In this section, we will find out how to install Docker on Windows, macOS, and Linux operating systems. Next, we will run a sample hello-world image to verify the setup and check if everything works fine after the installation process.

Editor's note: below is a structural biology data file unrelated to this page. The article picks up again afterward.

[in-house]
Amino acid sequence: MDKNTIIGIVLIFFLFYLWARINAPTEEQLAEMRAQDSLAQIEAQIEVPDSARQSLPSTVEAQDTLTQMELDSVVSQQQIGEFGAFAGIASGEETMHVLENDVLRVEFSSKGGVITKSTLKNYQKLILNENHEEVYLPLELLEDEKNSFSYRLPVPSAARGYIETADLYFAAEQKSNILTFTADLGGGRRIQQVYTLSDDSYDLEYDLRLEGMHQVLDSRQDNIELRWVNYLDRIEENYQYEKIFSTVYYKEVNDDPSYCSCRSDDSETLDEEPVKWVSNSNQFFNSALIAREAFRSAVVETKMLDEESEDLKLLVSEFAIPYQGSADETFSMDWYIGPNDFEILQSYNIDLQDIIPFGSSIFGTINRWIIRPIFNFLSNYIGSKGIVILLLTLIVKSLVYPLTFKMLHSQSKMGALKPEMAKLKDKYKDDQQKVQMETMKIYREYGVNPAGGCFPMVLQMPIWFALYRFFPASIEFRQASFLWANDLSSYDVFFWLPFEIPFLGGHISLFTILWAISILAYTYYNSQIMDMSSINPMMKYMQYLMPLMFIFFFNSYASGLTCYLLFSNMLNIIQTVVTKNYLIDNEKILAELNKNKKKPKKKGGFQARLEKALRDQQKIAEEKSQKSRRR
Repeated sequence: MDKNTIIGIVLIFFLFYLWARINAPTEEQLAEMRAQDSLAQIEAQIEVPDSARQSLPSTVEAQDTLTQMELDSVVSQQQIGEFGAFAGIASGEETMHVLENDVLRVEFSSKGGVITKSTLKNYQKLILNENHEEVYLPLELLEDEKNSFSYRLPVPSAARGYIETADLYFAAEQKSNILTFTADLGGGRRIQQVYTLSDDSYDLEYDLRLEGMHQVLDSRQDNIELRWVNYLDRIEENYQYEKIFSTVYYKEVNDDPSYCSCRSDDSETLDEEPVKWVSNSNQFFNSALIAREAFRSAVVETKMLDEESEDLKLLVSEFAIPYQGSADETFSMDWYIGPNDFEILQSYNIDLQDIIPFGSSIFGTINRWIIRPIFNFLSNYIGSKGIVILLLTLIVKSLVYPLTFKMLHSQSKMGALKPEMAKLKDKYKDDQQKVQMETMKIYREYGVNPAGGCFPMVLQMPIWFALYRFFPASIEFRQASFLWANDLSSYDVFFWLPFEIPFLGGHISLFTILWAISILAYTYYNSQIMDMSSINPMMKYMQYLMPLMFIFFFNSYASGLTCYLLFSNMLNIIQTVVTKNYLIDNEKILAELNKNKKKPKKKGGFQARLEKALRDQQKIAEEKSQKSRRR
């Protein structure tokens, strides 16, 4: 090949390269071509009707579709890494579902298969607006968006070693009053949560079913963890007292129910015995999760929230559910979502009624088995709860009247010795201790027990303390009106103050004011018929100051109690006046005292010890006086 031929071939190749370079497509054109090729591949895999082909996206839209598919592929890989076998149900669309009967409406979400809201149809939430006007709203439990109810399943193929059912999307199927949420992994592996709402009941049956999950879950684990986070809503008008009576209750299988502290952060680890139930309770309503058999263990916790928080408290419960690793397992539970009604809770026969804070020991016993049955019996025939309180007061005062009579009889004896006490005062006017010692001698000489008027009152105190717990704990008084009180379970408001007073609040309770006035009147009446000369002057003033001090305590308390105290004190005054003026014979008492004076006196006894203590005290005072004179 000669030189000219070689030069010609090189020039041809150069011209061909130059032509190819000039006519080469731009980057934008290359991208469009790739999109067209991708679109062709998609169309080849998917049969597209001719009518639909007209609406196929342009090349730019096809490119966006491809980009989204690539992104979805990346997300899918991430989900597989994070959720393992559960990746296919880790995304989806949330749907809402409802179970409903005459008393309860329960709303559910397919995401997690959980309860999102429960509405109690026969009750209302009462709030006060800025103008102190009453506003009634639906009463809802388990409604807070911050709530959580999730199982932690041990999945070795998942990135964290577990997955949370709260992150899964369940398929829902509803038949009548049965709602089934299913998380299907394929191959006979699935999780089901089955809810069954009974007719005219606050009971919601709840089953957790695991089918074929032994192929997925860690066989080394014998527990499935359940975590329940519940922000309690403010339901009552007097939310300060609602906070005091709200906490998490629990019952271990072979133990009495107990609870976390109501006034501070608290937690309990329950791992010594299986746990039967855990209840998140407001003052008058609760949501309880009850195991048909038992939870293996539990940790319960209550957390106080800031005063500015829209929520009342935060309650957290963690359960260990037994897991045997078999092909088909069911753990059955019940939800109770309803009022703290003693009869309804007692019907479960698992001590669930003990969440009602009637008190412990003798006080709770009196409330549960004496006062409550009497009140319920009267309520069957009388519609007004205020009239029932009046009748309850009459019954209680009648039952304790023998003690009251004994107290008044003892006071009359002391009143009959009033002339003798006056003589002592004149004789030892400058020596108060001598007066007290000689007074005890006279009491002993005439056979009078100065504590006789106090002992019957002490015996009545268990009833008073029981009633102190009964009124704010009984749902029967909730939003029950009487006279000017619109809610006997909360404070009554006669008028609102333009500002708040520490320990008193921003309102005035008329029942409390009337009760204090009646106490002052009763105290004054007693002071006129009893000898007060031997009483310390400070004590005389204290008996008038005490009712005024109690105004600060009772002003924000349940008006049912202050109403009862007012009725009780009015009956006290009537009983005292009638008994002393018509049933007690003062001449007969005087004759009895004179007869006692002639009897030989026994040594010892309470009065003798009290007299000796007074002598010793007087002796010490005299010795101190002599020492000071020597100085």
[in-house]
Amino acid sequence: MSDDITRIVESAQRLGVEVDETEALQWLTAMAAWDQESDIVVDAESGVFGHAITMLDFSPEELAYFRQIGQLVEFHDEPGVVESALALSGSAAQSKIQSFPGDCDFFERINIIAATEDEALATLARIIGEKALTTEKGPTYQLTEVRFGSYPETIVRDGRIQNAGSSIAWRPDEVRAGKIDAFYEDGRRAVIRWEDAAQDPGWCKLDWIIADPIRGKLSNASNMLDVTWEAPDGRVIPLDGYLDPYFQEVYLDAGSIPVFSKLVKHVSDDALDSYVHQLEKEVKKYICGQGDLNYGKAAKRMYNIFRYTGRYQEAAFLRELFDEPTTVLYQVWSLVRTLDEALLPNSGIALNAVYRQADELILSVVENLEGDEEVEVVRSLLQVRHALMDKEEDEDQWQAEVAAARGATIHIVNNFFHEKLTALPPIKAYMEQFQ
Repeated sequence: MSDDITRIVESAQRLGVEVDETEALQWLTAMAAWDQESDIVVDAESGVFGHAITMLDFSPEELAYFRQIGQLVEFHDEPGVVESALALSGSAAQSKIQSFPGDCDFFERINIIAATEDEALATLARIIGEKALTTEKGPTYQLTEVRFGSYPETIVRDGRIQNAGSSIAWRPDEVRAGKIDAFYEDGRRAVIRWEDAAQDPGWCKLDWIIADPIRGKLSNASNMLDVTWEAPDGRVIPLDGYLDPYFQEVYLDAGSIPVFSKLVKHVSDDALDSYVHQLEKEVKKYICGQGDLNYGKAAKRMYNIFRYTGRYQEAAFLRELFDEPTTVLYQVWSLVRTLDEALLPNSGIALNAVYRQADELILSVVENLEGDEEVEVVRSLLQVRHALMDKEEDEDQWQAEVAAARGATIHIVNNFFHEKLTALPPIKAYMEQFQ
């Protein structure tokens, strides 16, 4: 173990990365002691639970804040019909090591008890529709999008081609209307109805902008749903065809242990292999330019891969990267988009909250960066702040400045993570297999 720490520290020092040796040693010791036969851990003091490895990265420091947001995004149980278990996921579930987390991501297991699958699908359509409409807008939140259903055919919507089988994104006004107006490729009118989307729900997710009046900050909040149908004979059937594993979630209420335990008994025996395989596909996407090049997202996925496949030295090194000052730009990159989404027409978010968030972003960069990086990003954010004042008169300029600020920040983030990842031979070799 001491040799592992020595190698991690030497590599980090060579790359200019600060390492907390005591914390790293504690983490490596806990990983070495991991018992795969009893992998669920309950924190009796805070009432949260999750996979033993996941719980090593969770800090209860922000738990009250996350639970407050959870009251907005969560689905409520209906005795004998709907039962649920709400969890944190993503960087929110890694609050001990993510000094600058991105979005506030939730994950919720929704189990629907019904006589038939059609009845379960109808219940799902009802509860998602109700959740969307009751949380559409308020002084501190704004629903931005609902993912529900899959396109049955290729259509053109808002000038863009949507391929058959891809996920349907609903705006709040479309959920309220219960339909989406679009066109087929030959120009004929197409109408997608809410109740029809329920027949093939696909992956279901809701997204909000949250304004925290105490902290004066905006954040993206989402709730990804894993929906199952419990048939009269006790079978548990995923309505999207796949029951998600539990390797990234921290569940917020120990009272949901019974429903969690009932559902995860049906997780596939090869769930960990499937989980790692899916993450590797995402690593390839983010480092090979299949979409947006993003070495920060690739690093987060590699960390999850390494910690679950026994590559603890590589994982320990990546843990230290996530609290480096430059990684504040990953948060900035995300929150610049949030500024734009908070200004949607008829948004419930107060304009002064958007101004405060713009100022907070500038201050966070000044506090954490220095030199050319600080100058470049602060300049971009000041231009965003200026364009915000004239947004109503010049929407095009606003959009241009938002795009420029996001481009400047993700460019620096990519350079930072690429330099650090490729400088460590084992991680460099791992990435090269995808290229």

Docker installation is quite straightforward, but there are some things you will need to focus on to make it run smoothly. We will point them out to make the installation process painless. You should know that Linux is the natural environment for Docker. If you run the container, it will run on a Linux kernel. If you run your container on Docker running on Linux, it will use the kernel of your own machine. This is not the case in macOS and Windows; that's the reason why the Linux kernel needs to be virtualized if you want to run a Docker container on these operating systems. The Docker engine, when running on macOS or MS Windows, will use the lightweight Linux distribution, made specifically to run Docker containers. It runs completely from RAM, using only several megabytes, and boots in a couple of seconds. After the installation of the main Docker package on macOS and Windows, the OS built-in virtualization engine will be used by default. Therefore, there are some special requirements for your machine. For the newest, native Docker setup, which is deeply integrated into native virtualization engines present in your operating system, you will need to have 64-bit Windows 10 professional or enterprise. For macOS, the newest Docker for Mac is a native Mac application developed from scratch, with a native user interface, integrated with OS X native virtualization, hypervisor framework, networking, and filesystem. The mandatory requirement will be Yosemite 10.10.3 or newer. Let's begin with installing on macOS.